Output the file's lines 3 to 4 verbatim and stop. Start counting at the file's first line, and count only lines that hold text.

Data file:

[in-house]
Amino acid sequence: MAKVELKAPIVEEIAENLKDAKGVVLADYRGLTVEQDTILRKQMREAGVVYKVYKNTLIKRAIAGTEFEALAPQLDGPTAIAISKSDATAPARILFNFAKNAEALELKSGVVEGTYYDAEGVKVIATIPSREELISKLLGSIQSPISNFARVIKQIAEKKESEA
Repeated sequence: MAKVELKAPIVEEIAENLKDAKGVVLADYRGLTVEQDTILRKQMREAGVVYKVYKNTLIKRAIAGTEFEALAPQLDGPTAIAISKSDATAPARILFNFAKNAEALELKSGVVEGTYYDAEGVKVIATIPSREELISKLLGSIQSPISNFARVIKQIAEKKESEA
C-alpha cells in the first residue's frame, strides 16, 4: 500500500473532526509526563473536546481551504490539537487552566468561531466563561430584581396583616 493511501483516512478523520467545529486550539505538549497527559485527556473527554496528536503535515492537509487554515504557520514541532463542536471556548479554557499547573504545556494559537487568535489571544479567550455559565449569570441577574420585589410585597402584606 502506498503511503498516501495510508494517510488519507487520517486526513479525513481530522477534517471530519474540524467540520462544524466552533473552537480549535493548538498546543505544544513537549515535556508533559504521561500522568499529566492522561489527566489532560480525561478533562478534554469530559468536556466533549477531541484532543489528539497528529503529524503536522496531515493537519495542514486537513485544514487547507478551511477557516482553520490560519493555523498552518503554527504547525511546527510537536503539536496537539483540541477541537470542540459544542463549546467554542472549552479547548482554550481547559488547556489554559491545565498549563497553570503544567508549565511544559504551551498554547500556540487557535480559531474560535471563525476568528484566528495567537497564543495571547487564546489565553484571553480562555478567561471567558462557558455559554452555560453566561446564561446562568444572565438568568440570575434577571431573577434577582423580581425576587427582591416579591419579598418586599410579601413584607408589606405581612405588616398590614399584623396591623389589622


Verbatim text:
Repeated sequence: MAKVELKAPIVEEIAENLKDAKGVVLADYRGLTVEQDTILRKQMREAGVVYKVYKNTLIKRAIAGTEFEALAPQLDGPTAIAISKSDATAPARILFNFAKNAEALELKSGVVEGTYYDAEGVKVIATIPSREELISKLLGSIQSPISNFARVIKQIAEKKESEA
C-alpha cells in the first residue's frame, strides 16, 4: 500500500473532526509526563473536546481551504490539537487552566468561531466563561430584581396583616 493511501483516512478523520467545529486550539505538549497527559485527556473527554496528536503535515492537509487554515504557520514541532463542536471556548479554557499547573504545556494559537487568535489571544479567550455559565449569570441577574420585589410585597402584606 502506498503511503498516501495510508494517510488519507487520517486526513479525513481530522477534517471530519474540524467540520462544524466552533473552537480549535493548538498546543505544544513537549515535556508533559504521561500522568499529566492522561489527566489532560480525561478533562478534554469530559468536556466533549477531541484532543489528539497528529503529524503536522496531515493537519495542514486537513485544514487547507478551511477557516482553520490560519493555523498552518503554527504547525511546527510537536503539536496537539483540541477541537470542540459544542463549546467554542472549552479547548482554550481547559488547556489554559491545565498549563497553570503544567508549565511544559504551551498554547500556540487557535480559531474560535471563525476568528484566528495567537497564543495571547487564546489565553484571553480562555478567561471567558462557558455559554452555560453566561446564561446562568444572565438568568440570575434577571431573577434577582423580581425576587427582591416579591419579598418586599410579601413584607408589606405581612405588616398590614399584623396591623389589622